A punitive law in Kenya punishes farmers with a jail term of up to two years or a fine of 1 million shillings (about 6800 USD) for sharing indigenous seeds without certification or registration. As we mark World Food Day, Greenpeace Africa is calling on the Kenyan government to recognize the urgent need to amend this act to protect our indigenous farmers and safeguard our food future.

The Seed and Plant Varieties Act Cap 326 is meant to regulate seed usage. Scandalously, it carries sections that threaten to imprison smallholder farmers for sharing, selling, or exchanging indigenous seeds.

“Indigenous seeds, resilient by nature, are the cornerstone of crop diversity and our defense against water and food scarcity and changing climate. Embracing them paves the way for sustainable food systems. We should actively encourage indigenous seed sharing, not restrict it,” said Greenpeace Africa’s Food Campaigner, Elizabeth Atieno.

This year’s World Food Day theme is “Water is life, Water is food, leave no one behind.” Indigenous seeds typically require less water to flourish, even in water-stressed conditions. “It is important to address water scarcity issues by harnessing the power of indigenous seeds to ensure no community is left behind in the fight against hunger and malnutrition. If the Kenyan government maintains restricted access to indigenous seeds, our republic will succumb to neocolonial corporations that seek to ensure the resilience of their profits instead of the resilience of our communities,” stressed Atieno.

Section 10 subsection 4 of this Act punishes farmers with a two-year jail sentence or a fine of Kshs. 1,000,000 if they are found selling uncertified seeds or if they are not registered as seed merchants. This act essentially punishes the African tradition of sharing seeds and puts at risk thousands of farmers across rural Kenya who feed us with some of the healthiest, most organic foods that we can set at the dinner table.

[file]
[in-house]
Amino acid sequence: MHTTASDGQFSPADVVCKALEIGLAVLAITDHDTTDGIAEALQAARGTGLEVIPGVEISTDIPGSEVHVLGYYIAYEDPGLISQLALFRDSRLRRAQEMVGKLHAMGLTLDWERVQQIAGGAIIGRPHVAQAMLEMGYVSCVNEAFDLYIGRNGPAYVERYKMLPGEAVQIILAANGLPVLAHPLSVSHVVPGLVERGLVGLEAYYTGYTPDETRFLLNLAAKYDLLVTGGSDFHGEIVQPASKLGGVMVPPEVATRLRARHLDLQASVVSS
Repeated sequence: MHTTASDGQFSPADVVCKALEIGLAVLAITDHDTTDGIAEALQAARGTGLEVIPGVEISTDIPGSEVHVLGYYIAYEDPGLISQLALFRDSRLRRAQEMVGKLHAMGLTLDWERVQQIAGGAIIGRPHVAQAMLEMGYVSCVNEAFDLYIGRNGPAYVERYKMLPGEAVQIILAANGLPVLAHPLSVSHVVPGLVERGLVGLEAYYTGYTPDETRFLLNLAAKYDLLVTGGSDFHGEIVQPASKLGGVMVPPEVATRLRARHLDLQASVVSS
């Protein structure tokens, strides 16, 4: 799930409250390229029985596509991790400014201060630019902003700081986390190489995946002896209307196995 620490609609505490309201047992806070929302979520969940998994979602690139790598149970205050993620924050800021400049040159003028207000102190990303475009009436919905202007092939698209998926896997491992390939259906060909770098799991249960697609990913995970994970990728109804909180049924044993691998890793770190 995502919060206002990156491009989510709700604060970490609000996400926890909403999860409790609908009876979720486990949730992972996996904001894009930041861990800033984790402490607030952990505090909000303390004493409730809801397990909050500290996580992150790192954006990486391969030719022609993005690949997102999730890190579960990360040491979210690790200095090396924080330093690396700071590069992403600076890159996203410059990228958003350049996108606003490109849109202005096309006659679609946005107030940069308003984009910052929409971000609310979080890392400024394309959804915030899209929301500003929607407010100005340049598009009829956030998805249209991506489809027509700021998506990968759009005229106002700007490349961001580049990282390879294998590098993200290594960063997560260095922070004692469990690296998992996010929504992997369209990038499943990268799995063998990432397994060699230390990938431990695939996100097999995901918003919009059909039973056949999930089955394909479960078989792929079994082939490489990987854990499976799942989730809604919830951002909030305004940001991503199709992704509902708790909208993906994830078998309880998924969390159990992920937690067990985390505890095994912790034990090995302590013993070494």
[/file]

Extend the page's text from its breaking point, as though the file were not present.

“This punitive law paints a picture of a government that seems to prioritize profit over the well-being of its people. Greenpeace Africa calls for the amendment of the punitive seed laws. The government should urgently stop the corporate capture of our seeds and recognize farmers’ rights to sell, share, and exchange indigenous seeds without fear of punitive repercussions, added Atieno.

If implemented, the law could have devastating consequences on the already dwindling food production systems and shrinking diet options in the country, especially in the Arid and Semi-Arid areas (ASALs). Restricting seed sharing undermines diversity and gives an unfair advantage to large-scale corporate farmers whose products are primarily for profit and not nutrition and whose farming practices are decidedly harmful to an already sick environment we are fighting to save. The act will also encourage dependency on commercial seed merchants and increase the cost of farming for communities that are already financially challenged.


About Greenpeace Africa
Greenpeace Africa is a growing movement of people acting for the protection of the environment. Our campaigns use peaceful, creative confrontation to expose environmental injustices around the world and develop solutions for a green and peaceful future.

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Ferdinand Omondi
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